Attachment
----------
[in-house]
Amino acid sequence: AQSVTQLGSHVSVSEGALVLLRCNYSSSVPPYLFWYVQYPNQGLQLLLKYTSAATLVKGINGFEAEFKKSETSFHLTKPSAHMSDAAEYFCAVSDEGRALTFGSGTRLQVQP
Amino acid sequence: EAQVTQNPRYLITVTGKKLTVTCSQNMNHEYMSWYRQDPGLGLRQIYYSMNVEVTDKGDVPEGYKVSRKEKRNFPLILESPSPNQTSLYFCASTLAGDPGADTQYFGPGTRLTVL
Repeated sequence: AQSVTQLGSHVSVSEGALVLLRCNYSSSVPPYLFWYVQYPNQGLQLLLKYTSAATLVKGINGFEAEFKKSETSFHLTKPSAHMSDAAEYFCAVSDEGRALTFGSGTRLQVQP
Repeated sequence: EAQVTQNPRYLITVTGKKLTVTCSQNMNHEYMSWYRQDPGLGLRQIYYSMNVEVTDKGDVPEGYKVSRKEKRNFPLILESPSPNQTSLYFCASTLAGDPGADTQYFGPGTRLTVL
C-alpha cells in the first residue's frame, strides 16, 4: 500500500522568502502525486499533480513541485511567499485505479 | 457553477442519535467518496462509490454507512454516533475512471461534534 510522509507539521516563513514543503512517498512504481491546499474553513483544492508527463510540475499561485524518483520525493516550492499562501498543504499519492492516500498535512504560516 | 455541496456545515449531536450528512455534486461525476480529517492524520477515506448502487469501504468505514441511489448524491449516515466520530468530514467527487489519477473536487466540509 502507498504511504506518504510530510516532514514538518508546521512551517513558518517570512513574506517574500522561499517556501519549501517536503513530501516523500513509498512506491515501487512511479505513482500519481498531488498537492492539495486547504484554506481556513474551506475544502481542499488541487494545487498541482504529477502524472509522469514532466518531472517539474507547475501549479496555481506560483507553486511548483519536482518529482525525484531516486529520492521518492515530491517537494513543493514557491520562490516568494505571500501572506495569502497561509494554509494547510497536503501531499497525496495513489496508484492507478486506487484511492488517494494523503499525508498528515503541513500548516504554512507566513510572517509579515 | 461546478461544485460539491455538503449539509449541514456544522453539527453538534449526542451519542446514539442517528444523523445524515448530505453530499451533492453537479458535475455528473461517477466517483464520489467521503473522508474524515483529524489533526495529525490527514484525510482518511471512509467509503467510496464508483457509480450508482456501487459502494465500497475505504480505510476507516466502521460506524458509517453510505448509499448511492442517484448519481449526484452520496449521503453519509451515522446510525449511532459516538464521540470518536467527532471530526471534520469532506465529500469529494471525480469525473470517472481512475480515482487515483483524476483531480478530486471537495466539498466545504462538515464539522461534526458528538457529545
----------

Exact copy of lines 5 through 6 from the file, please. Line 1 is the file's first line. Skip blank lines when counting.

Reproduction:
Repeated sequence: EAQVTQNPRYLITVTGKKLTVTCSQNMNHEYMSWYRQDPGLGLRQIYYSMNVEVTDKGDVPEGYKVSRKEKRNFPLILESPSPNQTSLYFCASTLAGDPGADTQYFGPGTRLTVL
C-alpha cells in the first residue's frame, strides 16, 4: 500500500522568502502525486499533480513541485511567499485505479 | 457553477442519535467518496462509490454507512454516533475512471461534534 510522509507539521516563513514543503512517498512504481491546499474553513483544492508527463510540475499561485524518483520525493516550492499562501498543504499519492492516500498535512504560516 | 455541496456545515449531536450528512455534486461525476480529517492524520477515506448502487469501504468505514441511489448524491449516515466520530468530514467527487489519477473536487466540509 502507498504511504506518504510530510516532514514538518508546521512551517513558518517570512513574506517574500522561499517556501519549501517536503513530501516523500513509498512506491515501487512511479505513482500519481498531488498537492492539495486547504484554506481556513474551506475544502481542499488541487494545487498541482504529477502524472509522469514532466518531472517539474507547475501549479496555481506560483507553486511548483519536482518529482525525484531516486529520492521518492515530491517537494513543493514557491520562490516568494505571500501572506495569502497561509494554509494547510497536503501531499497525496495513489496508484492507478486506487484511492488517494494523503499525508498528515503541513500548516504554512507566513510572517509579515 | 461546478461544485460539491455538503449539509449541514456544522453539527453538534449526542451519542446514539442517528444523523445524515448530505453530499451533492453537479458535475455528473461517477466517483464520489467521503473522508474524515483529524489533526495529525490527514484525510482518511471512509467509503467510496464508483457509480450508482456501487459502494465500497475505504480505510476507516466502521460506524458509517453510505448509499448511492442517484448519481449526484452520496449521503453519509451515522446510525449511532459516538464521540470518536467527532471530526471534520469532506465529500469529494471525480469525473470517472481512475480515482487515483483524476483531480478530486471537495466539498466545504462538515464539522461534526458528538457529545